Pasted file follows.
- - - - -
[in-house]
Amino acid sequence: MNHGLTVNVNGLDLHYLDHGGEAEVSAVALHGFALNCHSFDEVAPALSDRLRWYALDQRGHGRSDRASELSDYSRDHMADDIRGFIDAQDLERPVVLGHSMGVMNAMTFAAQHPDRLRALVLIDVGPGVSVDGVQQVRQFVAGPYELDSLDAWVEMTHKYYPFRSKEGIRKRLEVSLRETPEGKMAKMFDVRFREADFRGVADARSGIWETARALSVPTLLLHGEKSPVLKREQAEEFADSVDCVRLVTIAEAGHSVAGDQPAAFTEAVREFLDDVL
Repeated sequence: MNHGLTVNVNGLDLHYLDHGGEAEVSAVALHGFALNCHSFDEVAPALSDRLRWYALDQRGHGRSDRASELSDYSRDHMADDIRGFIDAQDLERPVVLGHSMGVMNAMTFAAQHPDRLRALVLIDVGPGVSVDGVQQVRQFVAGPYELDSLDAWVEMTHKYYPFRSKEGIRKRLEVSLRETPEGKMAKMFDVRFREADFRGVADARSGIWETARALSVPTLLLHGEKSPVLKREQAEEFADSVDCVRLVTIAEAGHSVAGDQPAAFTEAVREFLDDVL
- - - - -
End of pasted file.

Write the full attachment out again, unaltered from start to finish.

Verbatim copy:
[in-house]
Amino acid sequence: MNHGLTVNVNGLDLHYLDHGGEAEVSAVALHGFALNCHSFDEVAPALSDRLRWYALDQRGHGRSDRASELSDYSRDHMADDIRGFIDAQDLERPVVLGHSMGVMNAMTFAAQHPDRLRALVLIDVGPGVSVDGVQQVRQFVAGPYELDSLDAWVEMTHKYYPFRSKEGIRKRLEVSLRETPEGKMAKMFDVRFREADFRGVADARSGIWETARALSVPTLLLHGEKSPVLKREQAEEFADSVDCVRLVTIAEAGHSVAGDQPAAFTEAVREFLDDVL
Repeated sequence: MNHGLTVNVNGLDLHYLDHGGEAEVSAVALHGFALNCHSFDEVAPALSDRLRWYALDQRGHGRSDRASELSDYSRDHMADDIRGFIDAQDLERPVVLGHSMGVMNAMTFAAQHPDRLRALVLIDVGPGVSVDGVQQVRQFVAGPYELDSLDAWVEMTHKYYPFRSKEGIRKRLEVSLRETPEGKMAKMFDVRFREADFRGVADARSGIWETARALSVPTLLLHGEKSPVLKREQAEEFADSVDCVRLVTIAEAGHSVAGDQPAAFTEAVREFLDDVL